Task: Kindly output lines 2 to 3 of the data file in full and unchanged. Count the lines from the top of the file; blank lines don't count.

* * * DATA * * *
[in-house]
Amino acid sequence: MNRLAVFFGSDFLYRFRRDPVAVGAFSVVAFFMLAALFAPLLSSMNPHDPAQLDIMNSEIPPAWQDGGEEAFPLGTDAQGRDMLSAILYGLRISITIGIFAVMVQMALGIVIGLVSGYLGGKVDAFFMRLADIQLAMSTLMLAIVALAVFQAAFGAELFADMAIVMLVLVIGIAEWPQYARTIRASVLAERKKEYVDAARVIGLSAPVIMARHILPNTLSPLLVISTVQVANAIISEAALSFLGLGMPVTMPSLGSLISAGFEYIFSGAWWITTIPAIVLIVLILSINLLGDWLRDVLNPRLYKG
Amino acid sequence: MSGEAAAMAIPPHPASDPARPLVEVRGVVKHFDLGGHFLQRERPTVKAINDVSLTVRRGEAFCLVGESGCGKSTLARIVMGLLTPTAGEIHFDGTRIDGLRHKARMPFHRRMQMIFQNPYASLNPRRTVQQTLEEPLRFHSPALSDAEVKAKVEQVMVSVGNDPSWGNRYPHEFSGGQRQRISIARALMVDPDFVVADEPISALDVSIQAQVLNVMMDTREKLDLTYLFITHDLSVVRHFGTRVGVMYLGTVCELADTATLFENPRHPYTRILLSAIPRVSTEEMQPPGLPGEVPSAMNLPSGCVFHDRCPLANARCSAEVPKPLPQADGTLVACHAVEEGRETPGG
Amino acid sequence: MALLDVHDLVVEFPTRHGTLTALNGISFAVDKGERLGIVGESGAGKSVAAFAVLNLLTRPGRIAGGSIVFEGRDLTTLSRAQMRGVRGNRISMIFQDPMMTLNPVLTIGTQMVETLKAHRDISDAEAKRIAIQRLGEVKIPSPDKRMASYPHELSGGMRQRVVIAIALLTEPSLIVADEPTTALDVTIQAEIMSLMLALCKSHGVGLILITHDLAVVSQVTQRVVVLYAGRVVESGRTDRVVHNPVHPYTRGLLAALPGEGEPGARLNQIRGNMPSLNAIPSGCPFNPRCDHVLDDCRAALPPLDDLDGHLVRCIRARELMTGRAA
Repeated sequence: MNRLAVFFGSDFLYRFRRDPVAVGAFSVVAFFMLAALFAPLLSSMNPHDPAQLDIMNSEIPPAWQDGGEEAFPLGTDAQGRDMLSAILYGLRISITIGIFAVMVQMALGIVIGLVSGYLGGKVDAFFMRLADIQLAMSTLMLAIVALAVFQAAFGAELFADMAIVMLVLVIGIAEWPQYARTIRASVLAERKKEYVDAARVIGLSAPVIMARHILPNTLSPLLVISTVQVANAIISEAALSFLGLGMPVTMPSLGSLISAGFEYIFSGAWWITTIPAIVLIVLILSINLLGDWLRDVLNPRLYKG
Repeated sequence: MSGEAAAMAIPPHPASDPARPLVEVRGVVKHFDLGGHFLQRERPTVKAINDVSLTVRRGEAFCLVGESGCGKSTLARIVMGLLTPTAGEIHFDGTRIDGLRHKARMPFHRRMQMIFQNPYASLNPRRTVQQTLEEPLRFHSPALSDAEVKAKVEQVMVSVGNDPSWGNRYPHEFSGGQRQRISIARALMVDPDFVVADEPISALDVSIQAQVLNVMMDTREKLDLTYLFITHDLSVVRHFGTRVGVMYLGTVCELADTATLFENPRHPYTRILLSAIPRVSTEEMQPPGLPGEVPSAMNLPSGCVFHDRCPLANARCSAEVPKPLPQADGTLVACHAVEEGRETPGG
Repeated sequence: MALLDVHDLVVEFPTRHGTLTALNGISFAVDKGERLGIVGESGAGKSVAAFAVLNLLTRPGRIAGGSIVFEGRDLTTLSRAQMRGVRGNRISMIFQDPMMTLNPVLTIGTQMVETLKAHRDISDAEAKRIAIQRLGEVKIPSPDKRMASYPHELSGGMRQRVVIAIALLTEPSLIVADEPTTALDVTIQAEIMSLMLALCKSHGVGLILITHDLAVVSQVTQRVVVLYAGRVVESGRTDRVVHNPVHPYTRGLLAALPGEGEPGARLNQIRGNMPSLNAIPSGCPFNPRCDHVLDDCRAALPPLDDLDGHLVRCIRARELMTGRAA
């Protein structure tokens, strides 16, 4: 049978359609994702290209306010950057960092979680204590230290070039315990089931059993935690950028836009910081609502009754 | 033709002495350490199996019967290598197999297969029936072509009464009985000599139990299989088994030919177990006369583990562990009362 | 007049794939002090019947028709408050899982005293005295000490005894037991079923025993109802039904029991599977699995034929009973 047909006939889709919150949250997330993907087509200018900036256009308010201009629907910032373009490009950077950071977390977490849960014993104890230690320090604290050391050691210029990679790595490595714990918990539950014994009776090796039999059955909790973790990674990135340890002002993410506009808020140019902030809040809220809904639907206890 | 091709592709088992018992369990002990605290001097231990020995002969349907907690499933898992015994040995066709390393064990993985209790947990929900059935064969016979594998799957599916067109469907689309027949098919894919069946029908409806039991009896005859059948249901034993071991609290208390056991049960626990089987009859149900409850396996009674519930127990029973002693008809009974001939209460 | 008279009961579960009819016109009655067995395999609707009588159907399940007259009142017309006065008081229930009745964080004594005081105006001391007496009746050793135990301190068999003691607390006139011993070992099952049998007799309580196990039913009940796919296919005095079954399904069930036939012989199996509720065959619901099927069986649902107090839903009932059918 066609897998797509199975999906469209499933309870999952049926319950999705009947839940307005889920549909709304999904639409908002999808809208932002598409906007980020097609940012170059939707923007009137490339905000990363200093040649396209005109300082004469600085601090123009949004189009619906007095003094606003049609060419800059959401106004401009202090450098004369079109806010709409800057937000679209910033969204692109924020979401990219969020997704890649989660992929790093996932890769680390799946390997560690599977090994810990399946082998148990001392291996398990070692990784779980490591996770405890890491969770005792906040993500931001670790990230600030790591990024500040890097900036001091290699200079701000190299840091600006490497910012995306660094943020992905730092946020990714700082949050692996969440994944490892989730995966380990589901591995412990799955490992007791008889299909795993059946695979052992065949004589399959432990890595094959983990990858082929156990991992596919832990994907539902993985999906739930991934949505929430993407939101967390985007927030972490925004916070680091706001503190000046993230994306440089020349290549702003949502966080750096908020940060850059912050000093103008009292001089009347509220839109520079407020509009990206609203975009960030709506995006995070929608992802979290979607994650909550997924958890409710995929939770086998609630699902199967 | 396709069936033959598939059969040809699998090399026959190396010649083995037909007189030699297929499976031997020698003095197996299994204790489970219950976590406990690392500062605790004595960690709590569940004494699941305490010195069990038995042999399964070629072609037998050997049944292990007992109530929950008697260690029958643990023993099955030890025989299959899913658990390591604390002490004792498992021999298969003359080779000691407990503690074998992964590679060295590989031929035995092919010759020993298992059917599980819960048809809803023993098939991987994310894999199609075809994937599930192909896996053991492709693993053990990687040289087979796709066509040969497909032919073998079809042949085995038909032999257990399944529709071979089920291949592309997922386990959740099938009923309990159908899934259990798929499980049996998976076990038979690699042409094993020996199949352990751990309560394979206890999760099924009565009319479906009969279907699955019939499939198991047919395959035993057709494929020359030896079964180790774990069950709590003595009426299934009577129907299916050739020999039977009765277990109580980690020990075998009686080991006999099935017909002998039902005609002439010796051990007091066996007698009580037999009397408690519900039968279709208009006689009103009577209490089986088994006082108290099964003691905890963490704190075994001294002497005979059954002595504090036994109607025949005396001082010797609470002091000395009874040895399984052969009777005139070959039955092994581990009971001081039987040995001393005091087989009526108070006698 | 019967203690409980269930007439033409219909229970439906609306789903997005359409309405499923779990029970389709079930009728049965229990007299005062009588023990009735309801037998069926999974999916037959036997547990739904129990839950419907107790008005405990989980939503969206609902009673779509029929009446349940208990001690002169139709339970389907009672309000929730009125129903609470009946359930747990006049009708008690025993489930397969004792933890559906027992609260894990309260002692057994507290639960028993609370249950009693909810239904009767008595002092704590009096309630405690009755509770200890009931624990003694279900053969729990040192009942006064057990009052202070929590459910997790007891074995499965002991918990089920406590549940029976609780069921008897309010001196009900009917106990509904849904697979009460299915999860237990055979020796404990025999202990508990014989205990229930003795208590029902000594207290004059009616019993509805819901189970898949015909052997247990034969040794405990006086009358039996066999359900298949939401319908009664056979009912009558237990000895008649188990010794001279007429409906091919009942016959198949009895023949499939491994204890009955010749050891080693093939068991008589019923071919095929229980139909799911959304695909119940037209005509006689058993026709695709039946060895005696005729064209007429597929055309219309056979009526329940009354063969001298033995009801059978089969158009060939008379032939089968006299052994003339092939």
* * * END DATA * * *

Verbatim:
Amino acid sequence: MNRLAVFFGSDFLYRFRRDPVAVGAFSVVAFFMLAALFAPLLSSMNPHDPAQLDIMNSEIPPAWQDGGEEAFPLGTDAQGRDMLSAILYGLRISITIGIFAVMVQMALGIVIGLVSGYLGGKVDAFFMRLADIQLAMSTLMLAIVALAVFQAAFGAELFADMAIVMLVLVIGIAEWPQYARTIRASVLAERKKEYVDAARVIGLSAPVIMARHILPNTLSPLLVISTVQVANAIISEAALSFLGLGMPVTMPSLGSLISAGFEYIFSGAWWITTIPAIVLIVLILSINLLGDWLRDVLNPRLYKG
Amino acid sequence: MSGEAAAMAIPPHPASDPARPLVEVRGVVKHFDLGGHFLQRERPTVKAINDVSLTVRRGEAFCLVGESGCGKSTLARIVMGLLTPTAGEIHFDGTRIDGLRHKARMPFHRRMQMIFQNPYASLNPRRTVQQTLEEPLRFHSPALSDAEVKAKVEQVMVSVGNDPSWGNRYPHEFSGGQRQRISIARALMVDPDFVVADEPISALDVSIQAQVLNVMMDTREKLDLTYLFITHDLSVVRHFGTRVGVMYLGTVCELADTATLFENPRHPYTRILLSAIPRVSTEEMQPPGLPGEVPSAMNLPSGCVFHDRCPLANARCSAEVPKPLPQADGTLVACHAVEEGRETPGG